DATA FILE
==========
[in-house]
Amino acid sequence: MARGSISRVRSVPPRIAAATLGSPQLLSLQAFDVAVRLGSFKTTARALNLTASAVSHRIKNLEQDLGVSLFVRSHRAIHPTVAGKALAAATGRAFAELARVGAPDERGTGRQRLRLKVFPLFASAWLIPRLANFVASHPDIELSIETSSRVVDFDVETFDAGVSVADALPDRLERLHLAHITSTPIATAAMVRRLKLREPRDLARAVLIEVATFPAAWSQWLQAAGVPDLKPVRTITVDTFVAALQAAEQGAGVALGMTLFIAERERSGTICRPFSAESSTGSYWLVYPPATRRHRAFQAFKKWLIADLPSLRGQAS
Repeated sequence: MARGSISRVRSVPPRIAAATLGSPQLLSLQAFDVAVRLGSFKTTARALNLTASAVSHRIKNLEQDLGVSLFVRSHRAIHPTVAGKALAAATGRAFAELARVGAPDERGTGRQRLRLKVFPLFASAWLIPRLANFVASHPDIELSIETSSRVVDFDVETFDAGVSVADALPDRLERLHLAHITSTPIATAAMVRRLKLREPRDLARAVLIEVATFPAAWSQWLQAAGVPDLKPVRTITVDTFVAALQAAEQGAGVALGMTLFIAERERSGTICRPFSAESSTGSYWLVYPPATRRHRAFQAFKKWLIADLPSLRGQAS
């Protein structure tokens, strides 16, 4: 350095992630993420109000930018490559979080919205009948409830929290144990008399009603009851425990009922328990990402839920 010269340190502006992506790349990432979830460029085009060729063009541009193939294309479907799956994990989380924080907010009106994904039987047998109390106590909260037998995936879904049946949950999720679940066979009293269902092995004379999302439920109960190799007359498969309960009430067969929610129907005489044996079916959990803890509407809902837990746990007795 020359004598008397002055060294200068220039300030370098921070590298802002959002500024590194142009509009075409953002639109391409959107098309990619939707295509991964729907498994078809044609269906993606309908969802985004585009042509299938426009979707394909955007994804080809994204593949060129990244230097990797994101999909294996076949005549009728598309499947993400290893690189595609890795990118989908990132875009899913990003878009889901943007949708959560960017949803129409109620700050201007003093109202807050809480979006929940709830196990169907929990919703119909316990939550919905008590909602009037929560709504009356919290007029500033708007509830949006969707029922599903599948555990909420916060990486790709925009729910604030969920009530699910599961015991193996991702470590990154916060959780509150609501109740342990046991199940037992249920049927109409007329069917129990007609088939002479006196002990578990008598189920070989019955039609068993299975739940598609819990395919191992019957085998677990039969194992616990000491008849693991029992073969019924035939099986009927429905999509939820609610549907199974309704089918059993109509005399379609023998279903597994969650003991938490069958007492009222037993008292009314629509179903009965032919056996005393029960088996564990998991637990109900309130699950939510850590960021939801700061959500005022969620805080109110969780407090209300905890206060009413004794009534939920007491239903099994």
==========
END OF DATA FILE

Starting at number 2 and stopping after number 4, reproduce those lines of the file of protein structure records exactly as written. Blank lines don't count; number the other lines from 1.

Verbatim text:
Amino acid sequence: MARGSISRVRSVPPRIAAATLGSPQLLSLQAFDVAVRLGSFKTTARALNLTASAVSHRIKNLEQDLGVSLFVRSHRAIHPTVAGKALAAATGRAFAELARVGAPDERGTGRQRLRLKVFPLFASAWLIPRLANFVASHPDIELSIETSSRVVDFDVETFDAGVSVADALPDRLERLHLAHITSTPIATAAMVRRLKLREPRDLARAVLIEVATFPAAWSQWLQAAGVPDLKPVRTITVDTFVAALQAAEQGAGVALGMTLFIAERERSGTICRPFSAESSTGSYWLVYPPATRRHRAFQAFKKWLIADLPSLRGQAS
Repeated sequence: MARGSISRVRSVPPRIAAATLGSPQLLSLQAFDVAVRLGSFKTTARALNLTASAVSHRIKNLEQDLGVSLFVRSHRAIHPTVAGKALAAATGRAFAELARVGAPDERGTGRQRLRLKVFPLFASAWLIPRLANFVASHPDIELSIETSSRVVDFDVETFDAGVSVADALPDRLERLHLAHITSTPIATAAMVRRLKLREPRDLARAVLIEVATFPAAWSQWLQAAGVPDLKPVRTITVDTFVAALQAAEQGAGVALGMTLFIAERERSGTICRPFSAESSTGSYWLVYPPATRRHRAFQAFKKWLIADLPSLRGQAS
């Protein structure tokens, strides 16, 4: 350095992630993420109000930018490559979080919205009948409830929290144990008399009603009851425990009922328990990402839920 010269340190502006992506790349990432979830460029085009060729063009541009193939294309479907799956994990989380924080907010009106994904039987047998109390106590909260037998995936879904049946949950999720679940066979009293269902092995004379999302439920109960190799007359498969309960009430067969929610129907005489044996079916959990803890509407809902837990746990007795 020359004598008397002055060294200068220039300030370098921070590298802002959002500024590194142009509009075409953002639109391409959107098309990619939707295509991964729907498994078809044609269906993606309908969802985004585009042509299938426009979707394909955007994804080809994204593949060129990244230097990797994101999909294996076949005549009728598309499947993400290893690189595609890795990118989908990132875009899913990003878009889901943007949708959560960017949803129409109620700050201007003093109202807050809480979006929940709830196990169907929990919703119909316990939550919905008590909602009037929560709504009356919290007029500033708007509830949006969707029922599903599948555990909420916060990486790709925009729910604030969920009530699910599961015991193996991702470590990154916060959780509150609501109740342990046991199940037992249920049927109409007329069917129990007609088939002479006196002990578990008598189920070989019955039609068993299975739940598609819990395919191992019957085998677990039969194992616990000491008849693991029992073969019924035939099986009927429905999509939820609610549907199974309704089918059993109509005399379609023998279903597994969650003991938490069958007492009222037993008292009314629509179903009965032919056996005393029960088996564990998991637990109900309130699950939510850590960021939801700061959500005022969620805080109110969780407090209300905890206060009413004794009534939920007491239903099994």